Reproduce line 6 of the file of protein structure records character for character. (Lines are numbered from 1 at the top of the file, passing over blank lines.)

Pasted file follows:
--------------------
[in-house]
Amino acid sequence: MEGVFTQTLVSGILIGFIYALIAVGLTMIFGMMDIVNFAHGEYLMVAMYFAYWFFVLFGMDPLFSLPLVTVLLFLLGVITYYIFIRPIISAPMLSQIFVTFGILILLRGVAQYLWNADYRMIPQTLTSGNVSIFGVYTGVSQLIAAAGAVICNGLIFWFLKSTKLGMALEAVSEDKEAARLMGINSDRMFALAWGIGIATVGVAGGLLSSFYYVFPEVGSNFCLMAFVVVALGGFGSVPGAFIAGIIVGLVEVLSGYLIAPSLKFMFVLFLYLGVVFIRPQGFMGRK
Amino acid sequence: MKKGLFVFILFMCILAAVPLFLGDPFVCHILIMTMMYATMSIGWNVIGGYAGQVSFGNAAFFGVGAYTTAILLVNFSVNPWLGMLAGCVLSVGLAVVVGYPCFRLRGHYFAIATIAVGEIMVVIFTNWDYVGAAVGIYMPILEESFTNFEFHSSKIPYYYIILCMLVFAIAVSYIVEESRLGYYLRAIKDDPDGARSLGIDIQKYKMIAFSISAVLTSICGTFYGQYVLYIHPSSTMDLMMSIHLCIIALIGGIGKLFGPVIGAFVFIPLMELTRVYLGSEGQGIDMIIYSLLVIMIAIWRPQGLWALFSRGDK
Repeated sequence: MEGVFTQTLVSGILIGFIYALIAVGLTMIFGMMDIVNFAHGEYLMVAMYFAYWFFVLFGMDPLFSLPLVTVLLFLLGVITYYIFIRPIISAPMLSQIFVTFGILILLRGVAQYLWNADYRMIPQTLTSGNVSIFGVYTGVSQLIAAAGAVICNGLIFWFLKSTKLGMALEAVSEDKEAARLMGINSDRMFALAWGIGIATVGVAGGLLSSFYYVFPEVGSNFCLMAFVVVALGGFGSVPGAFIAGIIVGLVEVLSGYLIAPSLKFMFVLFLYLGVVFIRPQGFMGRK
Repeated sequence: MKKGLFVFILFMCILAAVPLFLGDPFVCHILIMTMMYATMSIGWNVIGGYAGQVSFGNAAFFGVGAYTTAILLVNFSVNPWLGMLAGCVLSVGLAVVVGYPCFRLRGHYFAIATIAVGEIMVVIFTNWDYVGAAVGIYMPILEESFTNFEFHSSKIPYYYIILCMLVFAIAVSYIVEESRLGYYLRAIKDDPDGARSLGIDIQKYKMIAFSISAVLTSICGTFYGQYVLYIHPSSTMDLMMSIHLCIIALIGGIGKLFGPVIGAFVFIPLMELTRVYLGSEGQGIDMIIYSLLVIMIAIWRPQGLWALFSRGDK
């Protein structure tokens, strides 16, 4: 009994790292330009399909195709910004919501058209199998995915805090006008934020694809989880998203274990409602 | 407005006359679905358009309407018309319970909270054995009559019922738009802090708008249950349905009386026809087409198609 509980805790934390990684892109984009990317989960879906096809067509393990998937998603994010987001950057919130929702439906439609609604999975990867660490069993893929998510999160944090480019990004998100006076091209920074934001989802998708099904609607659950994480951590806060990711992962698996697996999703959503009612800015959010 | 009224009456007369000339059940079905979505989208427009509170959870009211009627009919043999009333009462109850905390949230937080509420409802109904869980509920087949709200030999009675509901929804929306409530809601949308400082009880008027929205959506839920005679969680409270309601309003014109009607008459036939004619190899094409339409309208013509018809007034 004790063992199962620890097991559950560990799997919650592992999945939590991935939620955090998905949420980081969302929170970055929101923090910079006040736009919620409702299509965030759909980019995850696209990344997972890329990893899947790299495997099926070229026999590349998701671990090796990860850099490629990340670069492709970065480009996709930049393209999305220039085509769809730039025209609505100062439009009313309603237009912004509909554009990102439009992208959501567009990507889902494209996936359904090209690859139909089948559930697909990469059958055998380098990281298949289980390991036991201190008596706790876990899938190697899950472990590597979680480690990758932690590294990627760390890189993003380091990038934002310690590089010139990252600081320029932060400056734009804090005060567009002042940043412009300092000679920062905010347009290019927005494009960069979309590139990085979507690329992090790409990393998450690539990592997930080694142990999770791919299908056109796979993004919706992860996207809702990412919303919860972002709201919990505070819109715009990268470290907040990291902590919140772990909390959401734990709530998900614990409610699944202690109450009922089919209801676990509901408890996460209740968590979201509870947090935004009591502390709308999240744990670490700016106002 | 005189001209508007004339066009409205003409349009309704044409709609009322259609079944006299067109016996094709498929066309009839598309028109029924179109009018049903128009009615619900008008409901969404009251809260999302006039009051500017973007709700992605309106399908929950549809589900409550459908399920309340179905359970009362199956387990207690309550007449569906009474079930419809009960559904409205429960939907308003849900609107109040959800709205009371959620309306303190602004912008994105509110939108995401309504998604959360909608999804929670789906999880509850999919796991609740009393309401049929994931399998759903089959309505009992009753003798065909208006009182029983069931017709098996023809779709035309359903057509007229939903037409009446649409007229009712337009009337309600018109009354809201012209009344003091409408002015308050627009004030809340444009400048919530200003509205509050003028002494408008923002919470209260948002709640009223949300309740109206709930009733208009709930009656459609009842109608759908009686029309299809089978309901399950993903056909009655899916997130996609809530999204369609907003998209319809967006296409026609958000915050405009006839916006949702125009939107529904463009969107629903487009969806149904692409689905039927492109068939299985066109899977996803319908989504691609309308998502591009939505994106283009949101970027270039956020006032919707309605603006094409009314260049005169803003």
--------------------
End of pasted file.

């Protein structure tokens, strides 16, 4: 009994790292330009399909195709910004919501058209199998995915805090006008934020694809989880998203274990409602 | 407005006359679905358009309407018309319970909270054995009559019922738009802090708008249950349905009386026809087409198609 509980805790934390990684892109984009990317989960879906096809067509393990998937998603994010987001950057919130929702439906439609609604999975990867660490069993893929998510999160944090480019990004998100006076091209920074934001989802998708099904609607659950994480951590806060990711992962698996697996999703959503009612800015959010 | 009224009456007369000339059940079905979505989208427009509170959870009211009627009919043999009333009462109850905390949230937080509420409802109904869980509920087949709200030999009675509901929804929306409530809601949308400082009880008027929205959506839920005679969680409270309601309003014109009607008459036939004619190899094409339409309208013509018809007034 004790063992199962620890097991559950560990799997919650592992999945939590991935939620955090998905949420980081969302929170970055929101923090910079006040736009919620409702299509965030759909980019995850696209990344997972890329990893899947790299495997099926070229026999590349998701671990090796990860850099490629990340670069492709970065480009996709930049393209999305220039085509769809730039025209609505100062439009009313309603237009912004509909554009990102439009992208959501567009990507889902494209996936359904090209690859139909089948559930697909990469059958055998380098990281298949289980390991036991201190008596706790876990899938190697899950472990590597979680480690990758932690590294990627760390890189993003380091990038934002310690590089010139990252600081320029932060400056734009804090005060567009002042940043412009300092000679920062905010347009290019927005494009960069979309590139990085979507690329992090790409990393998450690539990592997930080694142990999770791919299908056109796979993004919706992860996207809702990412919303919860972002709201919990505070819109715009990268470290907040990291902590919140772990909390959401734990709530998900614990409610699944202690109450009922089919209801676990509901408890996460209740968590979201509870947090935004009591502390709308999240744990670490700016106002 | 005189001209508007004339066009409205003409349009309704044409709609009322259609079944006299067109016996094709498929066309009839598309028109029924179109009018049903128009009615619900008008409901969404009251809260999302006039009051500017973007709700992605309106399908929950549809589900409550459908399920309340179905359970009362199956387990207690309550007449569906009474079930419809009960559904409205429960939907308003849900609107109040959800709205009371959620309306303190602004912008994105509110939108995401309504998604959360909608999804929670789906999880509850999919796991609740009393309401049929994931399998759903089959309505009992009753003798065909208006009182029983069931017709098996023809779709035309359903057509007229939903037409009446649409007229009712337009009337309600018109009354809201012209009344003091409408002015308050627009004030809340444009400048919530200003509205509050003028002494408008923002919470209260948002709640009223949300309740109206709930009733208009709930009656459609009842109608759908009686029309299809089978309901399950993903056909009655899916997130996609809530999204369609907003998209319809967006296409026609958000915050405009006839916006949702125009939107529904463009969107629903487009969806149904692409689905039927492109068939299985066109899977996803319908989504691609309308998502591009939505994106283009949101970027270039956020006032919707309605603006094409009314260049005169803003």